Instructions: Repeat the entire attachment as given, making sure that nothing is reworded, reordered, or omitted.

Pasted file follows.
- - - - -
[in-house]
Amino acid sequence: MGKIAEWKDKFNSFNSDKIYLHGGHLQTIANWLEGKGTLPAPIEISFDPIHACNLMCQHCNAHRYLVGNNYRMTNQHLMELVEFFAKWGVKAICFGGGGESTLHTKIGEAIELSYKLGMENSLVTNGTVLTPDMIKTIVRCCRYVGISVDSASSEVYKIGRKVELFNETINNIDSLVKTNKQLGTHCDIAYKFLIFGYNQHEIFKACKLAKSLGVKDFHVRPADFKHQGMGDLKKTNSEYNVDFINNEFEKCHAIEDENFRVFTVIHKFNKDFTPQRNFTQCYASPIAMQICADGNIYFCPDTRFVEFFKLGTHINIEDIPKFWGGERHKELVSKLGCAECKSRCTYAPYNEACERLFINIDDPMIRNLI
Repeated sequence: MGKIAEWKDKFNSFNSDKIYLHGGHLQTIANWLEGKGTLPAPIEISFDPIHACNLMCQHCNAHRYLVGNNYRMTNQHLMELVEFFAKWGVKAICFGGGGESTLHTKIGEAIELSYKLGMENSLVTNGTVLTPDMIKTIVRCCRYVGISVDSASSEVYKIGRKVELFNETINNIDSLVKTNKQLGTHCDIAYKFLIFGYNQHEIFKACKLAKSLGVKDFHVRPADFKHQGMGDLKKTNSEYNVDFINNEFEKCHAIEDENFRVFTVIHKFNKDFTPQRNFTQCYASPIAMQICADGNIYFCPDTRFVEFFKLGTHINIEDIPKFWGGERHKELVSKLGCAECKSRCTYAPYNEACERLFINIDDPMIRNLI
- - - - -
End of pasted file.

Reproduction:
[in-house]
Amino acid sequence: MGKIAEWKDKFNSFNSDKIYLHGGHLQTIANWLEGKGTLPAPIEISFDPIHACNLMCQHCNAHRYLVGNNYRMTNQHLMELVEFFAKWGVKAICFGGGGESTLHTKIGEAIELSYKLGMENSLVTNGTVLTPDMIKTIVRCCRYVGISVDSASSEVYKIGRKVELFNETINNIDSLVKTNKQLGTHCDIAYKFLIFGYNQHEIFKACKLAKSLGVKDFHVRPADFKHQGMGDLKKTNSEYNVDFINNEFEKCHAIEDENFRVFTVIHKFNKDFTPQRNFTQCYASPIAMQICADGNIYFCPDTRFVEFFKLGTHINIEDIPKFWGGERHKELVSKLGCAECKSRCTYAPYNEACERLFINIDDPMIRNLI
Repeated sequence: MGKIAEWKDKFNSFNSDKIYLHGGHLQTIANWLEGKGTLPAPIEISFDPIHACNLMCQHCNAHRYLVGNNYRMTNQHLMELVEFFAKWGVKAICFGGGGESTLHTKIGEAIELSYKLGMENSLVTNGTVLTPDMIKTIVRCCRYVGISVDSASSEVYKIGRKVELFNETINNIDSLVKTNKQLGTHCDIAYKFLIFGYNQHEIFKACKLAKSLGVKDFHVRPADFKHQGMGDLKKTNSEYNVDFINNEFEKCHAIEDENFRVFTVIHKFNKDFTPQRNFTQCYASPIAMQICADGNIYFCPDTRFVEFFKLGTHINIEDIPKFWGGERHKELVSKLGCAECKSRCTYAPYNEACERLFINIDDPMIRNLI